There are countries where the news is censored, controlled or adjusted before the people can have it. In this part of the world it’s all there. You are empowered to decide what you want to ingest.
But if there is blame to be placed for the media being (in part) the bearers of bad news, let us remember that the media is nothing — null and void — without its customers.
• • •
THURSDAY, DEC. 12, 1963: Arson charges have been laid in a $500,000 fire which occurred Tuesday, Dec. 10, and which destroyed St. Augustine’s School, Bell Island. “The Anglican School Board is going all out to get St. Augustine’s pupils reorganized, says Board Chair Rev. T.E. Smith.”
THURSDAY, DEC. 19, 1963: “Wabana residents are gradually getting back into balance following the shock of Tuesday night’s fire which destroyed three business places and posed a grave threat to half the Town Square and part of Main Street.” (George Toope reported from Bell Island). There was an estimated $130,000 in damage. The fire was believed to have been caused by faulty wiring in one of the business premises.
DECEMBER 20th., 1963: From Europe — 22 men are on trial for war crimes related to the Auschwitz concentration camp. Twenty-one are former members of the camp’s SS (Elite) Guard and one, a prisoner who became a “trusty.” They are charged with or complicity in an undetermined number of gassings, shootings, hangings or fatal torturings.
A wartime Christmas
In 1963, the Second World War had been over only 18 years. Its stories were still fresh.
A peace-time Christmas was still a highly valued thing to many with dark memories.
The Evening Telegram found a veteran who had an unforgettable, though supremely sad Christmas 21 years earlier, in 1942. Here is part of the newspaper’s article:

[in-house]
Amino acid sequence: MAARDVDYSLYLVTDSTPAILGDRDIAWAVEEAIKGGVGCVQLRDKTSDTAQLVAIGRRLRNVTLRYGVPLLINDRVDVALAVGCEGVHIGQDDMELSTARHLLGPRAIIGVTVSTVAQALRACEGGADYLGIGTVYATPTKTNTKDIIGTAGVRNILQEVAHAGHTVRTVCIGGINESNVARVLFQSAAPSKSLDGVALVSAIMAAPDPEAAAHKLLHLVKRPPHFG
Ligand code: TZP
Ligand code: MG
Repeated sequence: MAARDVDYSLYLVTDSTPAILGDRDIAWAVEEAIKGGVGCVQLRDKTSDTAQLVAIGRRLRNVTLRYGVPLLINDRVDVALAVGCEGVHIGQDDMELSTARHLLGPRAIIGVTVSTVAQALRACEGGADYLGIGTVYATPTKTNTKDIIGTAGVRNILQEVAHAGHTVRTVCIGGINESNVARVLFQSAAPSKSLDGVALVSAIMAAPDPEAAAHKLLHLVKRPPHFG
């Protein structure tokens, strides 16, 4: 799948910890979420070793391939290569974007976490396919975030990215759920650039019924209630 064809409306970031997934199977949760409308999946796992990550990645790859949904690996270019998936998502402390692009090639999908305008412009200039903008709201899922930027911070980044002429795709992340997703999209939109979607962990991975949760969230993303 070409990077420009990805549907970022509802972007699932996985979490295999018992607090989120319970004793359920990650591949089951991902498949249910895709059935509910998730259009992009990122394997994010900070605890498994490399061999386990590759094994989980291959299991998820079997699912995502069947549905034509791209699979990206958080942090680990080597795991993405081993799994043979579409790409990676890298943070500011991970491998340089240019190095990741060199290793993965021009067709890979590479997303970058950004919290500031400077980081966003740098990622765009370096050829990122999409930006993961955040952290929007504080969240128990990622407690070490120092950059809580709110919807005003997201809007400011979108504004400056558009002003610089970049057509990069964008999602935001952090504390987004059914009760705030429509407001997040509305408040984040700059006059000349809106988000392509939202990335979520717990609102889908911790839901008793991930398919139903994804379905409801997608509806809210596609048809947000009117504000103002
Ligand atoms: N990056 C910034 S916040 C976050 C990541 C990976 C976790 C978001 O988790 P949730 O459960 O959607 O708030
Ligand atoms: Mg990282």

The world is torn by the terror and destruction of the Second World War now entering its third year. At home, all Newfoundlanders are caught up and affected in some way by the grim struggle, but prepare to celebrate the holiday season as best they can. Newfoundlanders overseas have even a smaller chance to celebrate in the way of less troubled years. Many of them can only hope for a few quiet hours to remember Christmas spent in another time and another place.
W.R. Dawe Jr., a young seaman from St. John’s, finds himself aboard the destroyer HMS Hesperus escorting a fully laden convoy across the North Atlantic.
Wikipedia helped me learn about the encounter in which Dawe found himself and it occurred on Boxing Day near Rockall, a 60-foot peak of rock in the Atlantic northwest of Ireland.
Visit the Internet site and you will find a photo of this amazing point of rock.
Hesperus spotted U-357 on the surface and with the help of HMS Vanessa, went into action. In Dawe’s words, “the captain ordered, ‘On small searchlight!’” All hands were directed to lie flat wherever they were on the ship as it maintained 28 knots and proceeded straight ahead for impact.
The sub was struck and destroyed but Dawe, with horror, detected six German seamen alive in the water near Hesperus.
In his diary (it was against regulations for a serviceman to keep a diary during wartime) Dawe noted “pity and horror among the crew at having to leave six of their fellowmen, although enemies, to drown in an icy sea.”
He recalled their shouts and cries as they receded behind the speeding destroyer.
Hesperus had to maintain speed — the convoy would not wait and other subs would surely be lurking. The destroyer sustained a huge rip in her hull bottom but that was repaired in Liverpool.
The newspaper article concludes, “in a time when peace and goodwill toward men had all but vanished from the Earth, they (the crew of Hesperus) offered the unfortunate Germans all they could, their pity and compassion.”
To maintain a balance with all this Christmas-time tragedy, next week’s column will contain the good news and the run-of-the-mill news as Christmas 1963 approached.